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THE INSIDE TRACK | MORNING BRIEFING

Hey Numbskull, the Dodgers Will Murderlize You

August 23, 2000|SHAV GLICK

After the Dodgers threw away a 9-6 game to the New York Mets on Sunday night, the New York Post's Tom Keegan saw it this way:

"The Dodgers are three times as comical an act as the Three Stooges, which makes perfect sense because on days such as yesterday they play as if they should be called the Nine Stooges."

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And there's more: Commenting on the same game, Bob Keisser of the Long Beach Press-Telegram wrote:

"The Los Angeles Dodgers may want to consider a new promotion: Blindfold Night.

"This would allow fans to shield their eyes from hideous moments, like the one that took place in the eighth inning Sunday and typified a season gone wrong, and pretty much gone, period."

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Trivia time: When Tiger Woods won the California Interscholastic Federation high school championship, what school did he attend and what year was it?

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Olympics first: Not wanting to compete with the Olympic telecasts, the Mormon church has scheduled its October conference a week later.

By tradition, the church's 170th Semiannual General Conference should be held Sept. 30-Oct. 1. But Salt Lake City's KSL-TV, which broadcasts the two-day conference, will be telecasting the final days of the Olympics from Australia that weekend. To avoid the conflict, this year's fall conference was moved to Oct. 7-8.

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Attn. Bud Selig: Pete Rose may be banned from professional baseball, but motor racing still appreciates the all-time hit leader. Rose will be grand marshal of the Indy Racing League's Belterra Resort 300 on Sunday at Kentucky Speedway.

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Looking back: On this day in 1992, there were no hits in Clearwater's 1-0 victory over Winter Haven in the Class A Florida State League. In what appeared to be the first professional game in 40 years without a hit, Andy Carter and the Clearwater Phillies beat Scott Bakkum and the Winter Haven Red Sox. The only run scored in the seventh inning on two walks and two sacrifice bunts.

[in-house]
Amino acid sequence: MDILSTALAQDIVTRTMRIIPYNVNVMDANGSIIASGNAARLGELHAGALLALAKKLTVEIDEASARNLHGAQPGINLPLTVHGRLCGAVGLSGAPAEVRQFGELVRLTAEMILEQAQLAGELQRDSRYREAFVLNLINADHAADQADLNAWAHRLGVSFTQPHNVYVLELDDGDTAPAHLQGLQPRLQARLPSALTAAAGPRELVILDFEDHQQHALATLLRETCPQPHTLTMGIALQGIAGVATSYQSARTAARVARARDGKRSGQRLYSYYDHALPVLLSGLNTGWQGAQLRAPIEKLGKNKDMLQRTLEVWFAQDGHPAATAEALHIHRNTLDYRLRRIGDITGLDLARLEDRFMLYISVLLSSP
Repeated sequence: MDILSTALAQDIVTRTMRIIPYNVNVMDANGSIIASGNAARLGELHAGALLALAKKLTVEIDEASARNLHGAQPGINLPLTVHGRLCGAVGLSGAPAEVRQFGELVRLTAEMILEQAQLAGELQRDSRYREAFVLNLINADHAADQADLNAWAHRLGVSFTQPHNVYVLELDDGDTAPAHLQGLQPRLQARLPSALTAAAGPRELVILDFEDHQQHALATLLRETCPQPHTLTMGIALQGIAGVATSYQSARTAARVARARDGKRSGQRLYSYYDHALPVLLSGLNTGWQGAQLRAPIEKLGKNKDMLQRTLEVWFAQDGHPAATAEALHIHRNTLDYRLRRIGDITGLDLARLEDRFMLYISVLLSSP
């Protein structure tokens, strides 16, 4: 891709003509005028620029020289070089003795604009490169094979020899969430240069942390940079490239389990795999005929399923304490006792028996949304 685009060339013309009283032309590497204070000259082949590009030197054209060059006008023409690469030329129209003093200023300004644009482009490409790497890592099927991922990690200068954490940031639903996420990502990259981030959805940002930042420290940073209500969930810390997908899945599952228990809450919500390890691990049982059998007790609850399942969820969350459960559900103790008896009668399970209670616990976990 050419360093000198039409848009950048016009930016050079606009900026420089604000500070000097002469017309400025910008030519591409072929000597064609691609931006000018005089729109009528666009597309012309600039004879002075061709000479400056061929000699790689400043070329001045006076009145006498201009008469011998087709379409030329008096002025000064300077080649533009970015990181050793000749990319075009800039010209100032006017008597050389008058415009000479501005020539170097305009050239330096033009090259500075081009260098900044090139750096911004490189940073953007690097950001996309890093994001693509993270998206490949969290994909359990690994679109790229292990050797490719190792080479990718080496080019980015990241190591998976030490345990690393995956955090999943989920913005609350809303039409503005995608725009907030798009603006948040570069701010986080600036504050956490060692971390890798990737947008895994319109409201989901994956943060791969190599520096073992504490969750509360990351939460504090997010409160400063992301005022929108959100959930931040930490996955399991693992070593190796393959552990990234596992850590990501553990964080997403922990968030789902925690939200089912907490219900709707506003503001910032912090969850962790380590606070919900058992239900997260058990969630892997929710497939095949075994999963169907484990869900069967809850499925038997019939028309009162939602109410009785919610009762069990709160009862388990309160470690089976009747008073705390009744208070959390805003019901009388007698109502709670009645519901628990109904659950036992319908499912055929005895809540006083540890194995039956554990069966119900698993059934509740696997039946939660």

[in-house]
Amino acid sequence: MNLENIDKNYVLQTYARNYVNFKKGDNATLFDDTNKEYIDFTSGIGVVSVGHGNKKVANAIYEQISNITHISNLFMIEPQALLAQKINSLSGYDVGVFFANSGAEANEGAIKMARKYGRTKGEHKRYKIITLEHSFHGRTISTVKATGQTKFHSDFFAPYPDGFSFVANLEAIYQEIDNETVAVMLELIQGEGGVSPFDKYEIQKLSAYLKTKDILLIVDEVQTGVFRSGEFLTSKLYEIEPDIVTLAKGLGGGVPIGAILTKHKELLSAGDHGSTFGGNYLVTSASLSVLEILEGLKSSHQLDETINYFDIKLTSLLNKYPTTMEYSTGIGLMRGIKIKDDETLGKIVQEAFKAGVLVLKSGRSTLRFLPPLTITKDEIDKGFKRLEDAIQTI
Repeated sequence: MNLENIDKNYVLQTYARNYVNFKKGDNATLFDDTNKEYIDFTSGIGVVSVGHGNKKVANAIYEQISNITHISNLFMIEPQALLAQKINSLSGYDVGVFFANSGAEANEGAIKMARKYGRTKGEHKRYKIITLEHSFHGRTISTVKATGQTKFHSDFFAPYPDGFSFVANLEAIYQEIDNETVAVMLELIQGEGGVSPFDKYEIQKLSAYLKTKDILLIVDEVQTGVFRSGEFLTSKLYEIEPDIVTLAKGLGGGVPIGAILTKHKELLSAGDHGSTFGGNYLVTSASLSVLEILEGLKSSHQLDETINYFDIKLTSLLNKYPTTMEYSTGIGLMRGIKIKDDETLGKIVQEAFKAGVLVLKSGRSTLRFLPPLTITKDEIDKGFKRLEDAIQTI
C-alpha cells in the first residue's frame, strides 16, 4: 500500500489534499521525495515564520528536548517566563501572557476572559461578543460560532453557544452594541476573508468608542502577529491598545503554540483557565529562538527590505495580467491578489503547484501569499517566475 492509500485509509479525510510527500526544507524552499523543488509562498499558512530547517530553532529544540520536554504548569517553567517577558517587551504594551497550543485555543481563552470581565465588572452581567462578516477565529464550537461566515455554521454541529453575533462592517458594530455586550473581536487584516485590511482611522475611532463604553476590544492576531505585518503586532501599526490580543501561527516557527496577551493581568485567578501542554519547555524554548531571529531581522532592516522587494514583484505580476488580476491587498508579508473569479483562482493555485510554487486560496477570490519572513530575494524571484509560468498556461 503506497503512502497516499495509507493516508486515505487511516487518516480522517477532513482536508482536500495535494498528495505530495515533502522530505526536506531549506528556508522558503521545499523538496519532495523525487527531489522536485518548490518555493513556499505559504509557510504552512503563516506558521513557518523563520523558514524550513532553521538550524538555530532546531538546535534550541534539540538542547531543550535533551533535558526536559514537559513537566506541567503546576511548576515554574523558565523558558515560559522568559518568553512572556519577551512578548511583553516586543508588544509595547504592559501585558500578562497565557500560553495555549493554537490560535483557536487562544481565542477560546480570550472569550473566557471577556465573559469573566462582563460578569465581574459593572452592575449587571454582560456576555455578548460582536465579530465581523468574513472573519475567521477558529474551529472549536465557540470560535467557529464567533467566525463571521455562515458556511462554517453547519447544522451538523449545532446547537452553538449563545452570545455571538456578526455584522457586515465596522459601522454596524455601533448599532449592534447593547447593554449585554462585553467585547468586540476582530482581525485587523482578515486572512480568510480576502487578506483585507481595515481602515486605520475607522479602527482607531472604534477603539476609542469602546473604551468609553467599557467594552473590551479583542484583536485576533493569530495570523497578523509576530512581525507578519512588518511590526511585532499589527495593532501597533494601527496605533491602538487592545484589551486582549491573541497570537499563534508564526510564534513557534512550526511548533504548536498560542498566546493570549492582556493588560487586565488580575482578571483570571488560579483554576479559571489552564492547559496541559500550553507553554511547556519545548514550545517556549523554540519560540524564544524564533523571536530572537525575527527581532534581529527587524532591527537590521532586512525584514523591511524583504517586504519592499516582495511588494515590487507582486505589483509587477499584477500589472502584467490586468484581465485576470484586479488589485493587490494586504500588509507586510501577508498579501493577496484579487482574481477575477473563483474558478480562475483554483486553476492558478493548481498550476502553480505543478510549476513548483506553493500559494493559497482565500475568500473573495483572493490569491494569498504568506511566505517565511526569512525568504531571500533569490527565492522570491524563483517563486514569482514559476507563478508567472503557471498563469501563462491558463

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Remembering Roberto: Wynwood, an inner-city community nestled between two expressways just north of downtown Miami, held a celebration on the life of Puerto Rican hero and baseball legend Roberto Clemente.

"He's like a god," said Arnaldo Tercero, 18. "His life is a reminder to young people, no matter how hard it is to make it out of a small neighborhood like this, that you can make something out of yourself."

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No more politics: Baseball Hall of Famer Juan Marichal found politics in the Domincan Republic more unsettling than facing National League batters. After leaving his post as sports minister, he said he would never hold another government position because of corruption allegations made against him last year--all of which were disproved.

"No way," Marichal, 65, said. "I would not accept coming back to be minister of sports or any other post."

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A skunking: England won a cricket match last week in only two days against the West Indies, the first time anyone has done that in 54 years.

Five days are set aside for the big international matches, known as "tests" and, quite often, even after all five have been used up, the game ends with neither team winning.

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Trivia answer: Anaheim Western, in 1991.

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And finally: Ever wonder what famous athletes would do if they were doing something different?

Magnus Norman, the world's No. 2 tennis player, says he would have been a professional bandy player.

Say what? Bandy is a Swedish sport similar to ice hockey.

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